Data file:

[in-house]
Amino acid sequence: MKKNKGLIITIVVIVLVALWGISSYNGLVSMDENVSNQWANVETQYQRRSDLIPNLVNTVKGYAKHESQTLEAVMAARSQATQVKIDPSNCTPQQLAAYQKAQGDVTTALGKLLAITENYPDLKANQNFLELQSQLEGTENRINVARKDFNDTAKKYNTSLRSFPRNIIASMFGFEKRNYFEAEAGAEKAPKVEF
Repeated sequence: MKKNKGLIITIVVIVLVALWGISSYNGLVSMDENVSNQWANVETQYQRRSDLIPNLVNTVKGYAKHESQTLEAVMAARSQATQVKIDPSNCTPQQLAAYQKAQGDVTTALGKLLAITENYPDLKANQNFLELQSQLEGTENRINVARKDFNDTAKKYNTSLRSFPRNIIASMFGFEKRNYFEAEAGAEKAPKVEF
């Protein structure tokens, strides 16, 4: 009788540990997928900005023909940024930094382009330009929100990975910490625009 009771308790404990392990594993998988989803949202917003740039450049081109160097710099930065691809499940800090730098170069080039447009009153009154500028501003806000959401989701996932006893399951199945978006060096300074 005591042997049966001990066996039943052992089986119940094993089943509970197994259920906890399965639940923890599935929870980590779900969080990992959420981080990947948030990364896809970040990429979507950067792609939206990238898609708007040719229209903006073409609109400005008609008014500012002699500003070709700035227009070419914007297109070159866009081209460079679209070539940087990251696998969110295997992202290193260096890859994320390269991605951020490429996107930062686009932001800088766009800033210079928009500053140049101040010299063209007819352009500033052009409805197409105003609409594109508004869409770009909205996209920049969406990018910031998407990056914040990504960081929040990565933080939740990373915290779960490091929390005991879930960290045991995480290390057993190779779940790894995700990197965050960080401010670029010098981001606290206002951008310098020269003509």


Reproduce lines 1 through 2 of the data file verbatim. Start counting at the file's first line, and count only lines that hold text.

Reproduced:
[in-house]
Amino acid sequence: MKKNKGLIITIVVIVLVALWGISSYNGLVSMDENVSNQWANVETQYQRRSDLIPNLVNTVKGYAKHESQTLEAVMAARSQATQVKIDPSNCTPQQLAAYQKAQGDVTTALGKLLAITENYPDLKANQNFLELQSQLEGTENRINVARKDFNDTAKKYNTSLRSFPRNIIASMFGFEKRNYFEAEAGAEKAPKVEF